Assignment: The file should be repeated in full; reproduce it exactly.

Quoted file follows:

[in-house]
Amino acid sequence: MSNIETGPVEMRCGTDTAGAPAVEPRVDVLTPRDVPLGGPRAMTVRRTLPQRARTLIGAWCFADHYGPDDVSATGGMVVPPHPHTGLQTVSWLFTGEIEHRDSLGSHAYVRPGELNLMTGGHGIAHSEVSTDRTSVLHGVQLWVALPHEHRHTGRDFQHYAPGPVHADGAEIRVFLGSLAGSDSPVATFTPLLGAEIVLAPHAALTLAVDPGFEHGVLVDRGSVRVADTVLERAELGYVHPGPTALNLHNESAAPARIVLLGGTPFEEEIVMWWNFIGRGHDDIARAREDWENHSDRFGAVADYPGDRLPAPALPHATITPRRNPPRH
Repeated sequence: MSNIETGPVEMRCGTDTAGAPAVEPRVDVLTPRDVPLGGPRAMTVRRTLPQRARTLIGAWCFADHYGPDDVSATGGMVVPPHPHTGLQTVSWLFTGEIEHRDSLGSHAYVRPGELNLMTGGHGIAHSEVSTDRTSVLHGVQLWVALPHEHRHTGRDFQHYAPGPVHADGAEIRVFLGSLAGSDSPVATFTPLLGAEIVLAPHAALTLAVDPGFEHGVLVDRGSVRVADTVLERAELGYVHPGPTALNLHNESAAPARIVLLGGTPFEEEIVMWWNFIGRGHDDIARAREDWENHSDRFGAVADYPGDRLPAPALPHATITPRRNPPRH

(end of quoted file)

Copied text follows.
[in-house]
Amino acid sequence: MSNIETGPVEMRCGTDTAGAPAVEPRVDVLTPRDVPLGGPRAMTVRRTLPQRARTLIGAWCFADHYGPDDVSATGGMVVPPHPHTGLQTVSWLFTGEIEHRDSLGSHAYVRPGELNLMTGGHGIAHSEVSTDRTSVLHGVQLWVALPHEHRHTGRDFQHYAPGPVHADGAEIRVFLGSLAGSDSPVATFTPLLGAEIVLAPHAALTLAVDPGFEHGVLVDRGSVRVADTVLERAELGYVHPGPTALNLHNESAAPARIVLLGGTPFEEEIVMWWNFIGRGHDDIARAREDWENHSDRFGAVADYPGDRLPAPALPHATITPRRNPPRH
Repeated sequence: MSNIETGPVEMRCGTDTAGAPAVEPRVDVLTPRDVPLGGPRAMTVRRTLPQRARTLIGAWCFADHYGPDDVSATGGMVVPPHPHTGLQTVSWLFTGEIEHRDSLGSHAYVRPGELNLMTGGHGIAHSEVSTDRTSVLHGVQLWVALPHEHRHTGRDFQHYAPGPVHADGAEIRVFLGSLAGSDSPVATFTPLLGAEIVLAPHAALTLAVDPGFEHGVLVDRGSVRVADTVLERAELGYVHPGPTALNLHNESAAPARIVLLGGTPFEEEIVMWWNFIGRGHDDIARAREDWENHSDRFGAVADYPGDRLPAPALPHATITPRRNPPRH